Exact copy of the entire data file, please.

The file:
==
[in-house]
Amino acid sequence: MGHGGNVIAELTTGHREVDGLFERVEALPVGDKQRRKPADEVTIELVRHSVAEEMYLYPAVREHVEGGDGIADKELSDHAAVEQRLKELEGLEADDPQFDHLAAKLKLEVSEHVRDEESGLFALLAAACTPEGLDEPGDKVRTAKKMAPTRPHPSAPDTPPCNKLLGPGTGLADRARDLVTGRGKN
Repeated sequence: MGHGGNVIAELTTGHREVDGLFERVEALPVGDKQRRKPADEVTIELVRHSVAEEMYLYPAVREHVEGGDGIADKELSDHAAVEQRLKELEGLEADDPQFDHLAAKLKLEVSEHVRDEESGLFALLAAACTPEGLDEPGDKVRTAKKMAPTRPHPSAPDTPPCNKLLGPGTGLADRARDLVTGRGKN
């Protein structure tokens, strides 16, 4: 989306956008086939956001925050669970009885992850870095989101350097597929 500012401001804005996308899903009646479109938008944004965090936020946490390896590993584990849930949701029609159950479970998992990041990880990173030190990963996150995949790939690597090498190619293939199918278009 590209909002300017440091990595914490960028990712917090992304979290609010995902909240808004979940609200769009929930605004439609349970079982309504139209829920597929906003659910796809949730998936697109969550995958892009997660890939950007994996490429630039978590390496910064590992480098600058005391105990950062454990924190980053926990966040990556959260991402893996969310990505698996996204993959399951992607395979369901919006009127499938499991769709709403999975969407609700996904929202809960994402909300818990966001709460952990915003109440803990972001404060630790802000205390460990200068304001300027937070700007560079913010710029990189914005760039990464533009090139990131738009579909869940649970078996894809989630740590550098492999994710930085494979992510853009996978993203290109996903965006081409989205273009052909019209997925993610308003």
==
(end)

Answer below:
[in-house]
Amino acid sequence: MGHGGNVIAELTTGHREVDGLFERVEALPVGDKQRRKPADEVTIELVRHSVAEEMYLYPAVREHVEGGDGIADKELSDHAAVEQRLKELEGLEADDPQFDHLAAKLKLEVSEHVRDEESGLFALLAAACTPEGLDEPGDKVRTAKKMAPTRPHPSAPDTPPCNKLLGPGTGLADRARDLVTGRGKN
Repeated sequence: MGHGGNVIAELTTGHREVDGLFERVEALPVGDKQRRKPADEVTIELVRHSVAEEMYLYPAVREHVEGGDGIADKELSDHAAVEQRLKELEGLEADDPQFDHLAAKLKLEVSEHVRDEESGLFALLAAACTPEGLDEPGDKVRTAKKMAPTRPHPSAPDTPPCNKLLGPGTGLADRARDLVTGRGKN
């Protein structure tokens, strides 16, 4: 989306956008086939956001925050669970009885992850870095989101350097597929 500012401001804005996308899903009646479109938008944004965090936020946490390896590993584990849930949701029609159950479970998992990041990880990173030190990963996150995949790939690597090498190619293939199918278009 590209909002300017440091990595914490960028990712917090992304979290609010995902909240808004979940609200769009929930605004439609349970079982309504139209829920597929906003659910796809949730998936697109969550995958892009997660890939950007994996490429630039978590390496910064590992480098600058005391105990950062454990924190980053926990966040990556959260991402893996969310990505698996996204993959399951992607395979369901919006009127499938499991769709709403999975969407609700996904929202809960994402909300818990966001709460952990915003109440803990972001404060630790802000205390460990200068304001300027937070700007560079913010710029990189914005760039990464533009090139990131738009579909869940649970078996894809989630740590550098492999994710930085494979992510853009996978993203290109996903965006081409989205273009052909019209997925993610308003």